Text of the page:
2. vC=vW: That is, if the axle is moving forward (relative to the ground, not the treadmill) at 5 m/s, the treadmill moves backward at 5 m/s. This is physically plausible. All it means is that the wheels will spin twice as fast as normal, but that won’t stop the plane from taking off. People who subscribe to this interpretation tend to assume the people who disagree with them think airplanes are powered by their wheels.
  3. vC=vW+vB: What if we hook up a speedometer to the wheel, and make the treadmill spin backward as fast as the speedometer says the plane is going forward? Then the “speedometer speed” would be vW+vB — the relative speed of the wheel over the treadmill. This is, for example, how a car-on–a-treadmill setup would work. This is the assumption that most of the ‘stationary plane’ people subscribe to. The problem with this is that it’s an ill-defined system. For non-slip tires, vB=vC. So vC=vW+vC. If we make vWpositive, there is no value vC can take to make the equation true. (For those stubbornly clinging to vestiges of reality, in a system where the treadmill responds via a PID controller, the result would be the treadmill quickly spinning up to infinity.) So, in this system, the plane cannot have a nonzero speed. (We’ll call this the “JetBlue” scenario.)

But if we push with the engines, what happens? The terms of the problem tell us that the plane cannot have a nonzero speed, but there’s no physical mechanism that would plausibly make this happen. The treadmill could spin the wheels, but the acceleration would destroy them before it stopped the plane. The problem is basically asking “what happens if you take a plane that can’t move and move it?” It might intrigue literary critics, but it’s a poor physics question.

So, people who go with interpretation #3 notice immediately that the plane cannot move and keep trying to condescendingly explain to the #2 crowd that nothing they say changes the basic facts of the problem. The #2 crowd is busy explaining to the #3 crowd that planes aren’t driven by their wheels. Of course, this being the internet, there’s also a #4 crowd loudly arguing that even if the plane was able to move, it couldn’t have been what hit the Pentagon.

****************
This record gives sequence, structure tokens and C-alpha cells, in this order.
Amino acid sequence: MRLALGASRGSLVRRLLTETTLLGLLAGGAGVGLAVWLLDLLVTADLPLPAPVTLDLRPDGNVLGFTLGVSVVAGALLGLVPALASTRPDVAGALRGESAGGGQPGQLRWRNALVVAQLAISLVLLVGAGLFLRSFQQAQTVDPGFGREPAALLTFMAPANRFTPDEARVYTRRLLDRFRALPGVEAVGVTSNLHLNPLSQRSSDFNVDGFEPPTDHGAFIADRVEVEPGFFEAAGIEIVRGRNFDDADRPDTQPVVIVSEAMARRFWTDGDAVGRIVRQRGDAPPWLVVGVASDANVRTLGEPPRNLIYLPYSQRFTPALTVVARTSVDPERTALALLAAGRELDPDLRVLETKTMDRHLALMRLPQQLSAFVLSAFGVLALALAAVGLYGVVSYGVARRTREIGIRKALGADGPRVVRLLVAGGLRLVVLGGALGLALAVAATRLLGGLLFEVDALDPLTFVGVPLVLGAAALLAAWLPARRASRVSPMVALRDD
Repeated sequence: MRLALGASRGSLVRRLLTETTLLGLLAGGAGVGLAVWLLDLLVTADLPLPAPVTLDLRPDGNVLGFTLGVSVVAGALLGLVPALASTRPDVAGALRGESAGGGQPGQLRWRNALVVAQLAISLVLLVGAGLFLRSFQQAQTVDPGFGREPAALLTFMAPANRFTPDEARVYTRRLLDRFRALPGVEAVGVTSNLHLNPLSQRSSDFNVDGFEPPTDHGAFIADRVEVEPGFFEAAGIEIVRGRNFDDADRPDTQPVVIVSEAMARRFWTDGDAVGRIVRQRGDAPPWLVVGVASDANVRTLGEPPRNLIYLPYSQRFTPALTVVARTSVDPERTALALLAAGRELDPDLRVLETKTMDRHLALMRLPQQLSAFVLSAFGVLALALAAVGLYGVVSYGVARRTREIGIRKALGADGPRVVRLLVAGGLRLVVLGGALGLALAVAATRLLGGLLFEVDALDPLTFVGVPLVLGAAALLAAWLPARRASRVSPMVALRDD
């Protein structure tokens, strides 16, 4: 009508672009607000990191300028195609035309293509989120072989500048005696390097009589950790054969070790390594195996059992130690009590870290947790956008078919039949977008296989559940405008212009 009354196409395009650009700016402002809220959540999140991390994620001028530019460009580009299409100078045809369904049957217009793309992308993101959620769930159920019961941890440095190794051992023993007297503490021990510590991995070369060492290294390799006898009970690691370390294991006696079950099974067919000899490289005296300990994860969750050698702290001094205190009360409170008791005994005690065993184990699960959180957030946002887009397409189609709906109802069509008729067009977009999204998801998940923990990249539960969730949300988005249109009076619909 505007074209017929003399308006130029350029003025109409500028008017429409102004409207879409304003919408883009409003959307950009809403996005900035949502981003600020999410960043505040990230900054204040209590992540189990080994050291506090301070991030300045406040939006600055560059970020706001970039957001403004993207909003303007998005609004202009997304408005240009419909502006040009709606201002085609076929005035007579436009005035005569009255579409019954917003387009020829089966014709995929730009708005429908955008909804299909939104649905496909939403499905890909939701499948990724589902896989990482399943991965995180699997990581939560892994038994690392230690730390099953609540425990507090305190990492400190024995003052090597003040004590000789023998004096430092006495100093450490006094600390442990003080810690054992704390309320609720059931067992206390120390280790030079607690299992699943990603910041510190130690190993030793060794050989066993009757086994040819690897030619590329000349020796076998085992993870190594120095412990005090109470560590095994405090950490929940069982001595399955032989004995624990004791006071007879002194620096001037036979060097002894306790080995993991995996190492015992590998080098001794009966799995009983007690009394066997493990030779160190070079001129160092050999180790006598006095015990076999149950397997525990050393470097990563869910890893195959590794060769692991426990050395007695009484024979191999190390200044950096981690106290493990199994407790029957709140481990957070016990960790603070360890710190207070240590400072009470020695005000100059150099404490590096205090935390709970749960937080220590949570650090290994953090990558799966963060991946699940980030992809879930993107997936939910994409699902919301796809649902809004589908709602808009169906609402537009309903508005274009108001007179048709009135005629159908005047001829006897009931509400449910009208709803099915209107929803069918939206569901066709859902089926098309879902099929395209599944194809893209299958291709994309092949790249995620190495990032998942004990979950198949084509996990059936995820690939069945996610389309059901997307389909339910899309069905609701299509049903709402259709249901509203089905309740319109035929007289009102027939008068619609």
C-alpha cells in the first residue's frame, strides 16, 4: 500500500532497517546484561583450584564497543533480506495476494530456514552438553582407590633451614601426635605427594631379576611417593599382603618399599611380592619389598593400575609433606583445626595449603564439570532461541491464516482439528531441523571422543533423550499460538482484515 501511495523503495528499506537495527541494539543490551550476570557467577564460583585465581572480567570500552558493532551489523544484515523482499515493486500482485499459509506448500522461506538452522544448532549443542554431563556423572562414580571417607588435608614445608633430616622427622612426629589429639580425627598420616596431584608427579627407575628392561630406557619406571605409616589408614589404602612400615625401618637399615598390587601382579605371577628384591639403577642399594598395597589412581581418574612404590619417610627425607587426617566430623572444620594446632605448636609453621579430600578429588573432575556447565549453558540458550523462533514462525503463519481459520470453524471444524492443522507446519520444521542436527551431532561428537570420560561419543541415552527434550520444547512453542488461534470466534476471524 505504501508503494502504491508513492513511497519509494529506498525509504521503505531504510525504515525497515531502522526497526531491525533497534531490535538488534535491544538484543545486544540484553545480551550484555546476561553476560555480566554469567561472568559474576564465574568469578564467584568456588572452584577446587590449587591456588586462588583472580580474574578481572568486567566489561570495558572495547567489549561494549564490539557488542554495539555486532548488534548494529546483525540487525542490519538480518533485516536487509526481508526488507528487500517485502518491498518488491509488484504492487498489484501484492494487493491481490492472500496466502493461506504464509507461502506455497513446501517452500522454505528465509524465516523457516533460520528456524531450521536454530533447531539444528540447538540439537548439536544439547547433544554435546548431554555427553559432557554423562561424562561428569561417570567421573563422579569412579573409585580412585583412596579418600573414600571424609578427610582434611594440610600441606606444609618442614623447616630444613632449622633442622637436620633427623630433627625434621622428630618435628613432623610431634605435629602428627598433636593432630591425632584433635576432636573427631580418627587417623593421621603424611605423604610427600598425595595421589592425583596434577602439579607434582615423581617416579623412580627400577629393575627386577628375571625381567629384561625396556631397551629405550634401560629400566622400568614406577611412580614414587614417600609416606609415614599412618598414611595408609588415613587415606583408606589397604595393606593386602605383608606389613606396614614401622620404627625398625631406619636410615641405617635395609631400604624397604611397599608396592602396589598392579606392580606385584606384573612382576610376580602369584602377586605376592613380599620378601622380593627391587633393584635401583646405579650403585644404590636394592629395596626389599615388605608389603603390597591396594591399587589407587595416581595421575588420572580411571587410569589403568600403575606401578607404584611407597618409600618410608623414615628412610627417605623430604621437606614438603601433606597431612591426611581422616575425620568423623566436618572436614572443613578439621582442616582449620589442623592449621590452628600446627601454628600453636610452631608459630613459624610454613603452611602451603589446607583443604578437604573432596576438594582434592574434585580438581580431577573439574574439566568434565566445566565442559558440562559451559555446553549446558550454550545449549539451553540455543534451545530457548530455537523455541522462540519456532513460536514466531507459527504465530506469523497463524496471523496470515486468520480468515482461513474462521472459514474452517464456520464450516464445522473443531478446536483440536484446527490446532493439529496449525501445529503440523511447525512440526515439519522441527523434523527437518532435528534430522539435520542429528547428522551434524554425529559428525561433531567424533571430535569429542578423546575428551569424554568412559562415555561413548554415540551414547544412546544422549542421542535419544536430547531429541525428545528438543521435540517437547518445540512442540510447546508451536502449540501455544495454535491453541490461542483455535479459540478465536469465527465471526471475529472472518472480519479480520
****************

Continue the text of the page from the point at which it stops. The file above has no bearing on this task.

All in all, it’s a lovely recipe for an internet argument, and it’s been had too many times. So let’s see if we can avoid that. I suggest posting stories about something that happened to you recently, and post nice things about other peoples’ stories. If you’re desperate to tell me that I’m wrong on the internet, don’t bother. I’ve snuck onto the plane into first class with the #5 crowd and we’re busy finding out how many cocktails they’ll serve while we’re waiting for the treadmill to start. God help us if, after the fourth round of drinks, someone brings up the two envelopes paradox.

Munroe’s website is typically licensed under a Creative Commons Attribution-NonCommercial 2.5 License; that license is assumed here.

Things Donald Trump Doesn’t Know

This list is intended to be updated regularly as new information becomes available.

  • Donald Trump didn’t know that Vladimir Putin invaded Ukraine in 2014, despite it being one of the most reported stories of the last two years, a major destabilizing factor for Eastern Europe ever since, and a contributor to the imminent threat of war between Ukraine and Russia.
  • Donald Trump thought that Brexit was a Scottish Independence referendum, despite the fact that Scotland voted overwhelmingly to remain in the UK during that 2014 vote, but voted overwhelmingly to remain in the EU during that 2016 referendum.
  • Donald Trump doesn’t know how to run a business.  Trump-owned businesses have declared bankruptcies four times, costing literally thousands of people to lose their jobs, and despite several bailouts from his own father. Despite (his own) popular opinion, his only major financial successes have been a few hotels and a television show. His failures, however, are numerous; in addition to the four bankruptcies, he has run nine semi-successful companies into the ground; no non-building property that he has ever taken over survived his management.